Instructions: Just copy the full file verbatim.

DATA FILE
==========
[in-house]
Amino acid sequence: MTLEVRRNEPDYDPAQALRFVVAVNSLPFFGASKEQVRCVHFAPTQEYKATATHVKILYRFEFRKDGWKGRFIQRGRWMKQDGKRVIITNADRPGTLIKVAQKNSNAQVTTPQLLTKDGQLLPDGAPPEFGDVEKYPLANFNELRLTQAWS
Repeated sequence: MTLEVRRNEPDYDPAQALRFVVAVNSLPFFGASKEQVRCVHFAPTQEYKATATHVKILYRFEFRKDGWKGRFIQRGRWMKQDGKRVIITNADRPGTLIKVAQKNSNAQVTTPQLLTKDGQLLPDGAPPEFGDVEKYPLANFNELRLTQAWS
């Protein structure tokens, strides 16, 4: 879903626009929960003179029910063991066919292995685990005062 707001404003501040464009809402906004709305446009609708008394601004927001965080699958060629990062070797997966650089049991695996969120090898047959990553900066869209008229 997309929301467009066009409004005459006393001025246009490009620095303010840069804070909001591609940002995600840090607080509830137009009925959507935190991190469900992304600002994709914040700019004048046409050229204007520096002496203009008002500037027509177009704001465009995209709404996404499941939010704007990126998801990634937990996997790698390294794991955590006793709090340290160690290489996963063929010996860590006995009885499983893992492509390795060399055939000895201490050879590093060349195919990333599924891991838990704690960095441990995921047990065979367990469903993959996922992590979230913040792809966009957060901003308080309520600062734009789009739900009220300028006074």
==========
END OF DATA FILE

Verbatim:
[in-house]
Amino acid sequence: MTLEVRRNEPDYDPAQALRFVVAVNSLPFFGASKEQVRCVHFAPTQEYKATATHVKILYRFEFRKDGWKGRFIQRGRWMKQDGKRVIITNADRPGTLIKVAQKNSNAQVTTPQLLTKDGQLLPDGAPPEFGDVEKYPLANFNELRLTQAWS
Repeated sequence: MTLEVRRNEPDYDPAQALRFVVAVNSLPFFGASKEQVRCVHFAPTQEYKATATHVKILYRFEFRKDGWKGRFIQRGRWMKQDGKRVIITNADRPGTLIKVAQKNSNAQVTTPQLLTKDGQLLPDGAPPEFGDVEKYPLANFNELRLTQAWS
């Protein structure tokens, strides 16, 4: 879903626009929960003179029910063991066919292995685990005062 707001404003501040464009809402906004709305446009609708008394601004927001965080699958060629990062070797997966650089049991695996969120090898047959990553900066869209008229 997309929301467009066009409004005459006393001025246009490009620095303010840069804070909001591609940002995600840090607080509830137009009925959507935190991190469900992304600002994709914040700019004048046409050229204007520096002496203009008002500037027509177009704001465009995209709404996404499941939010704007990126998801990634937990996997790698390294794991955590006793709090340290160690290489996963063929010996860590006995009885499983893992492509390795060399055939000895201490050879590093060349195919990333599924891991838990704690960095441990995921047990065979367990469903993959996922992590979230913040792809966009957060901003308080309520600062734009789009739900009220300028006074």